In Bangladesh, microcredit programs have been aggressively promoted as an ostensible means of easing poverty, but they have had disastrous effects. While microcredit’s founder Muhammad Yunus and his Grameen Bank received the Nobel Prize for creating “economic and social development from below,” in reality, they simply opened up new markets for banks among the rural poor, while the victims of their lending practices have been reduced to selling their organs to pay off interest. As historian Badruddin Umar stated, “Their [government and imperialists’] principal objective in this was to perpetuate poverty and to distract the attention of the poor from political struggles for changing basic relations of production as well as social relations which create and preserve the conditions of poverty.”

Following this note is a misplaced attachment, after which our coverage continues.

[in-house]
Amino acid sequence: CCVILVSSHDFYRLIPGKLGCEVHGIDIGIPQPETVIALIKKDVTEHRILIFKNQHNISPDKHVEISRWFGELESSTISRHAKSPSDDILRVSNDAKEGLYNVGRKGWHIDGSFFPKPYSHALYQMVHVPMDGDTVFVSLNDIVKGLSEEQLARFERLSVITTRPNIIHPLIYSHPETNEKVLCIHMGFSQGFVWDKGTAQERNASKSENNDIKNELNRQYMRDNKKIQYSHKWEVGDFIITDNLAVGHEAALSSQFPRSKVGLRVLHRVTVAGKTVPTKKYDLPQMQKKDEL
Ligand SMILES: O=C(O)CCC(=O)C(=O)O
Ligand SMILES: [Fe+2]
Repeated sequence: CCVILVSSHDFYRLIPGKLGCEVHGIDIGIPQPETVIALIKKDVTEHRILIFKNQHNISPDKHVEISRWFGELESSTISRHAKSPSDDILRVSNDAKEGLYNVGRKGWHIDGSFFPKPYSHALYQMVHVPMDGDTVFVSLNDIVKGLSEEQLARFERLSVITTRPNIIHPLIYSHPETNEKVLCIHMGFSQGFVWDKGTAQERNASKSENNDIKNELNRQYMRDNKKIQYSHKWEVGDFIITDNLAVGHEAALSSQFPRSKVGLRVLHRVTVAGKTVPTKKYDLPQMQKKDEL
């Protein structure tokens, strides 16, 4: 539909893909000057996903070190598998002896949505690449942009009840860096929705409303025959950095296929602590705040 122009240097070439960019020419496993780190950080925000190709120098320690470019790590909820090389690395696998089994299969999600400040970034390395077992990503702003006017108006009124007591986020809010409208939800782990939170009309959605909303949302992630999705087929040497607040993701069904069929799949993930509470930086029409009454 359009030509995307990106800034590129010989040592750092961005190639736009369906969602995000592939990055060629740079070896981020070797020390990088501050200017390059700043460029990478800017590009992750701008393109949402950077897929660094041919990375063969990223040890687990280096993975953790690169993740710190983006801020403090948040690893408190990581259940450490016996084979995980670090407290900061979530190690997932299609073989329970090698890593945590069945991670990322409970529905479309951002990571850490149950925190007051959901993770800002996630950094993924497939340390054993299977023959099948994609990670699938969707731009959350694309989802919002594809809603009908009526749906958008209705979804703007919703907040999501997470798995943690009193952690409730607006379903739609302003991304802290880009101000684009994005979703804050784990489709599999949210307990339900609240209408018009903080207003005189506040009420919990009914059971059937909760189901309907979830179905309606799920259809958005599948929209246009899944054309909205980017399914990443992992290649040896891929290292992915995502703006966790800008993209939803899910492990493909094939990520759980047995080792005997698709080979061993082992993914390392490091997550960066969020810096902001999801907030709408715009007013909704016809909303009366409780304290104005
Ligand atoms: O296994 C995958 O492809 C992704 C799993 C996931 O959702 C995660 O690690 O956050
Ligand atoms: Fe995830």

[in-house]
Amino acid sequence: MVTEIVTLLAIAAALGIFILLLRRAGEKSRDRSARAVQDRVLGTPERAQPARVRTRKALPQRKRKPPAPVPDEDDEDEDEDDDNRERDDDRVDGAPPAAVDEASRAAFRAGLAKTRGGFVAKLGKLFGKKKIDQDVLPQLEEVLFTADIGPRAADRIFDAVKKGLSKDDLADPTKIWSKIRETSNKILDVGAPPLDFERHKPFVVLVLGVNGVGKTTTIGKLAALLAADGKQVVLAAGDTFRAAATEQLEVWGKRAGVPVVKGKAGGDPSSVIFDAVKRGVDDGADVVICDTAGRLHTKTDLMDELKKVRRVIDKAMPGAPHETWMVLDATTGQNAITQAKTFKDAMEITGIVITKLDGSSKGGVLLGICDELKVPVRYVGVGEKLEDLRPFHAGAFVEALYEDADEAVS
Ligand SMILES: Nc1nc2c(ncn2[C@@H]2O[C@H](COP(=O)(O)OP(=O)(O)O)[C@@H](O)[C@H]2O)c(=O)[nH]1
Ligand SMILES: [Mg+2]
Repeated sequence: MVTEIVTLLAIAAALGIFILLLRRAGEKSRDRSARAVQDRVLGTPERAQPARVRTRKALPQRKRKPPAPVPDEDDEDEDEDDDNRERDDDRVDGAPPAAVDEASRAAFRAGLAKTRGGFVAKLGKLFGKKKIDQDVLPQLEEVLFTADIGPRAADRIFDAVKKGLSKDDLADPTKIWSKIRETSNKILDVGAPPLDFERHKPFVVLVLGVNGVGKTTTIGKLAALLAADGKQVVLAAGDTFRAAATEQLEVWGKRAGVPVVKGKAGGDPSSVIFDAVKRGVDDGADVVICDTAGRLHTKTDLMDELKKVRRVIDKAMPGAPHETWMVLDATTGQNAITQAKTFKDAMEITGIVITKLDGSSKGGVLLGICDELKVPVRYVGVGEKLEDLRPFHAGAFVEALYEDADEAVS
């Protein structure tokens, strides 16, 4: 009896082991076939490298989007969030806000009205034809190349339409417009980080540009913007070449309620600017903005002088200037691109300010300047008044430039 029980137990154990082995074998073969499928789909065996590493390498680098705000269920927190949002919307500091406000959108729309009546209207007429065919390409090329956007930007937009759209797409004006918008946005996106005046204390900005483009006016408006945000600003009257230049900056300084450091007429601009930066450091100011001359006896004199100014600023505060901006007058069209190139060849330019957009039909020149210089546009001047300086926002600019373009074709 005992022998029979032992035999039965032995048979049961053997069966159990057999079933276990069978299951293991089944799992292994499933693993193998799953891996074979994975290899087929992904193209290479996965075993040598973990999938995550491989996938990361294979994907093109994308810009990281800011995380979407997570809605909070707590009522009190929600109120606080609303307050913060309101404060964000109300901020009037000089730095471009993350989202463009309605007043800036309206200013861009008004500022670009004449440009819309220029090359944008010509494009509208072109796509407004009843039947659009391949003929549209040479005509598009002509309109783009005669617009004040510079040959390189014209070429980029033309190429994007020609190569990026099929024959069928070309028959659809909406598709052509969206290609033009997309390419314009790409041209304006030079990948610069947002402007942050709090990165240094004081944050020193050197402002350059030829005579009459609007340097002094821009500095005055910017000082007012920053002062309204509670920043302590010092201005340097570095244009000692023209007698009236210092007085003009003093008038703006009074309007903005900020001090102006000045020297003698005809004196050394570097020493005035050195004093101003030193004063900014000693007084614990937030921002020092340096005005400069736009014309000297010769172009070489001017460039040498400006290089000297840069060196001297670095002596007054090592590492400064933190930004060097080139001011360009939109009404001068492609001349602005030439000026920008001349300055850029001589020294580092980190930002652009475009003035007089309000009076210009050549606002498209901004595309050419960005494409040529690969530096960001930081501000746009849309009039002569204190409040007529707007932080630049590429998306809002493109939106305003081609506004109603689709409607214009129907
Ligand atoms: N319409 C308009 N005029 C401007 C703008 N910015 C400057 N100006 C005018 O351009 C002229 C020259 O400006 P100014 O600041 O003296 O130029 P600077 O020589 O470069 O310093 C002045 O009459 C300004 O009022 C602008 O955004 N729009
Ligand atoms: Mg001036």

Jennifer Ceema Samimi writes that, even in the U.S., “The devolution of the federal government has resulted in the government’s reliance on for-profits and nonprofits to provide a variety of goods and services, including welfare services.” Indeed, the dominated populations in both the imperial core and periphery become increasingly conditioned to get their needs met by shuffling from charity health clinics to food banks to a myriad of other “civil society” agencies.

Health care, food, water, shelter, education, childcare, and meaningful employment are basic necessities of human life. They should be a right, not a gift or a project funded by an NGO.

4) NGOs support capitalism by erasing working class struggle.